He won the next four races to claw back the gap and take the lead, only to lose it again in Monaco where, if we are to believe the German, it was purely bad luck to blame for his notorious trip down the escape road…
And, if his second title was dramatic, it was nothing on his first. Of course, he infamously passed Timo Glock at the very final corner to regain that crucial fifth place, but a sudden deluge with five laps remaining when Hamilton had been in a comfortable position for the title certainly couldn’t be described as lucky.
After three seasons without a championship – and a particularly trying campaign in 2011 – Hamilton vowed to return stronger than ever in 2012.
He followed through on that promise – seven pole positions over the course of the year demonstrating the speed that was clearly there – but forces beyond his control would derail his title bid at an alarming rate.
Image credit to Getty Images.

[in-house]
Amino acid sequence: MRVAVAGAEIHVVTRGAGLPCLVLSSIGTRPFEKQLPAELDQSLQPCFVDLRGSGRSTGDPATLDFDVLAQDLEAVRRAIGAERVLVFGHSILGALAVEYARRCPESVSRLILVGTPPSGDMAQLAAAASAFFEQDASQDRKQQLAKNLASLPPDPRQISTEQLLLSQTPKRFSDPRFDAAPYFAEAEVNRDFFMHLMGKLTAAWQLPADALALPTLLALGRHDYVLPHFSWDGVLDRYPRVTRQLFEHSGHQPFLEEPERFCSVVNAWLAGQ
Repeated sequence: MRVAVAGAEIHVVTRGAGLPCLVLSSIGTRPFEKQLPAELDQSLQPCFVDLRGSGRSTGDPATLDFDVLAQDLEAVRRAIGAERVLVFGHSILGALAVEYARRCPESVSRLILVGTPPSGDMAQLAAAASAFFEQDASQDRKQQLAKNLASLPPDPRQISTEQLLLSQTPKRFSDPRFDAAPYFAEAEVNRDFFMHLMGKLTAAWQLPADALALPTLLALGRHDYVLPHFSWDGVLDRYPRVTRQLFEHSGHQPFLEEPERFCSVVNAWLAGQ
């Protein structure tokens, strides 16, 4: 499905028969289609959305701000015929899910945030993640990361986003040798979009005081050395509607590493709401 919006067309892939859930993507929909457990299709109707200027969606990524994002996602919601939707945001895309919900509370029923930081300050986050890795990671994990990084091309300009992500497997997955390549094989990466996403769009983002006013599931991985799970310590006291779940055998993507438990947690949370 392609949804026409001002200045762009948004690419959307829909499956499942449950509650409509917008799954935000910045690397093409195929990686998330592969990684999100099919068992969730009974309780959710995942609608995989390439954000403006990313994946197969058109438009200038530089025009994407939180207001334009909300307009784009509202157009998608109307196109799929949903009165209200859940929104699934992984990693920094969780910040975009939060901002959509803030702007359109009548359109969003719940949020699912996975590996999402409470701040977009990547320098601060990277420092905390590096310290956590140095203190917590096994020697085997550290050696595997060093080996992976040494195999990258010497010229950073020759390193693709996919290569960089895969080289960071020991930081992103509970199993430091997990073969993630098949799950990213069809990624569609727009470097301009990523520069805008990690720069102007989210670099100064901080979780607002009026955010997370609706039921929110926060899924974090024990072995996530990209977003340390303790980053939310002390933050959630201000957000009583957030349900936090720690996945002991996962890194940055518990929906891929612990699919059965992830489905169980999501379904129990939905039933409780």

There were mechanical failures from the lead in Singapore and Abu Dhabi, and further issues in China, Germany, Japan and Korea.
McLaren also suffered a series of catastrophic pit stops, which ruined Hamilton’s races in Bahrain, Monaco and Valencia.
Nico Hülkenberg took him out of the race whilst battling for the lead in Brazil. Romain Grosjean and Pastor Maldonado caused two further retirements.
Hamilton has experienced two especially damaging pieces of misfortune that are the difference between him being a seven- and nine-time world champion.
First, in his rookie season, fate conspired to see him lose a 17-point advantage in the space of two races.
The incident that left him stuck in a Chinese gravel trap boils down to an error; arguably more so at the hands of the team, who left him driving on tyres that were worn down to the canvas, but an error nonetheless. He was blameless, though, as his title aspirations crumbled in Brazil.
First, in his rookie season, fate conspired to erase a 17-point advantage in the space of two races.
The incident that saw him stuck in a Chinese gravel trap boils down to an error; arguably more so at the hands of the team, who left him out driving on tyres which were worn down to the canvas, but an error nonetheless. He was blameless, though, as his title aspirations crumbled in Brazil.